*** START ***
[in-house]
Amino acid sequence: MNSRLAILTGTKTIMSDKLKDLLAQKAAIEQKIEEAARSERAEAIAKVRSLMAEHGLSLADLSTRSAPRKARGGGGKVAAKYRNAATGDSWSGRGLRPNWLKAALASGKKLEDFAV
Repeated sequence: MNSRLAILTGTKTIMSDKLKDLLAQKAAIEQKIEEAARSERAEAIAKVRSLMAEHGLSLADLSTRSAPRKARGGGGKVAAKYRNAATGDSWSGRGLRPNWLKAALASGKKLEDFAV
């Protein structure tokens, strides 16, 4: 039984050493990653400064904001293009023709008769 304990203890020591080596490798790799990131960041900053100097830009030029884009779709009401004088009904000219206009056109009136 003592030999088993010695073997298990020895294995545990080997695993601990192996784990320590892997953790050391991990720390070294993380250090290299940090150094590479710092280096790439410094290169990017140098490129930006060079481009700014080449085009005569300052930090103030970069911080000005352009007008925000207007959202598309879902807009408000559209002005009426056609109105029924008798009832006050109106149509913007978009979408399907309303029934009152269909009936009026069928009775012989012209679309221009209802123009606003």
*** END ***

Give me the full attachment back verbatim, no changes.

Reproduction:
[in-house]
Amino acid sequence: MNSRLAILTGTKTIMSDKLKDLLAQKAAIEQKIEEAARSERAEAIAKVRSLMAEHGLSLADLSTRSAPRKARGGGGKVAAKYRNAATGDSWSGRGLRPNWLKAALASGKKLEDFAV
Repeated sequence: MNSRLAILTGTKTIMSDKLKDLLAQKAAIEQKIEEAARSERAEAIAKVRSLMAEHGLSLADLSTRSAPRKARGGGGKVAAKYRNAATGDSWSGRGLRPNWLKAALASGKKLEDFAV
């Protein structure tokens, strides 16, 4: 039984050493990653400064904001293009023709008769 304990203890020591080596490798790799990131960041900053100097830009030029884009779709009401004088009904000219206009056109009136 003592030999088993010695073997298990020895294995545990080997695993601990192996784990320590892997953790050391991990720390070294993380250090290299940090150094590479710092280096790439410094290169990017140098490129930006060079481009700014080449085009005569300052930090103030970069911080000005352009007008925000207007959202598309879902807009408000559209002005009426056609109105029924008798009832006050109106149509913007978009979408399907309303029934009152269909009936009026069928009775012989012209679309221009209802123009606003």